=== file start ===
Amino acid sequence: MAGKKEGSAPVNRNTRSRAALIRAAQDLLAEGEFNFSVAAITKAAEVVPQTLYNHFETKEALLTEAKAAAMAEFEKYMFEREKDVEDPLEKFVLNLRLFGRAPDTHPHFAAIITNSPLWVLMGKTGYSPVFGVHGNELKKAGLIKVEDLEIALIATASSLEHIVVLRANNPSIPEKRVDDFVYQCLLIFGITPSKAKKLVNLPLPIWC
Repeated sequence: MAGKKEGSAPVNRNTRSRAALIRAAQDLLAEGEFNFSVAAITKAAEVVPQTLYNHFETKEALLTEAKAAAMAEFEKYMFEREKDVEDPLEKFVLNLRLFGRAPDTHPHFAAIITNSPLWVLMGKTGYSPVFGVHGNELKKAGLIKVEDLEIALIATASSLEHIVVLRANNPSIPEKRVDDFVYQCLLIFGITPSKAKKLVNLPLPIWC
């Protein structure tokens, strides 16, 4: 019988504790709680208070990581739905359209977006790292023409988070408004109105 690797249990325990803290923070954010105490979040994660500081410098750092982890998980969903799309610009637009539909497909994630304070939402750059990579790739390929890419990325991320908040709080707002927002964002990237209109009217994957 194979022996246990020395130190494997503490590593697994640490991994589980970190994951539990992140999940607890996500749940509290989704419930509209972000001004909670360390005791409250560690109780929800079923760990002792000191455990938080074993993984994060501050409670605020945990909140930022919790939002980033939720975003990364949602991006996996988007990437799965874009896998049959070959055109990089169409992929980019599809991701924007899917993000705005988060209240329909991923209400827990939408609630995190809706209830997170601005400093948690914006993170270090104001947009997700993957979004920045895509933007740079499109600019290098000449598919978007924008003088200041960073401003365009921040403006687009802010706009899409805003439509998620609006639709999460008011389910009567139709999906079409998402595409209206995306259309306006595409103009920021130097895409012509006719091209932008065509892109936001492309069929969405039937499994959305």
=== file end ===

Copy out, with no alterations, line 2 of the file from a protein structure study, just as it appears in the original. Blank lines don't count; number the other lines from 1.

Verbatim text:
Repeated sequence: MAGKKEGSAPVNRNTRSRAALIRAAQDLLAEGEFNFSVAAITKAAEVVPQTLYNHFETKEALLTEAKAAAMAEFEKYMFEREKDVEDPLEKFVLNLRLFGRAPDTHPHFAAIITNSPLWVLMGKTGYSPVFGVHGNELKKAGLIKVEDLEIALIATASSLEHIVVLRANNPSIPEKRVDDFVYQCLLIFGITPSKAKKLVNLPLPIWC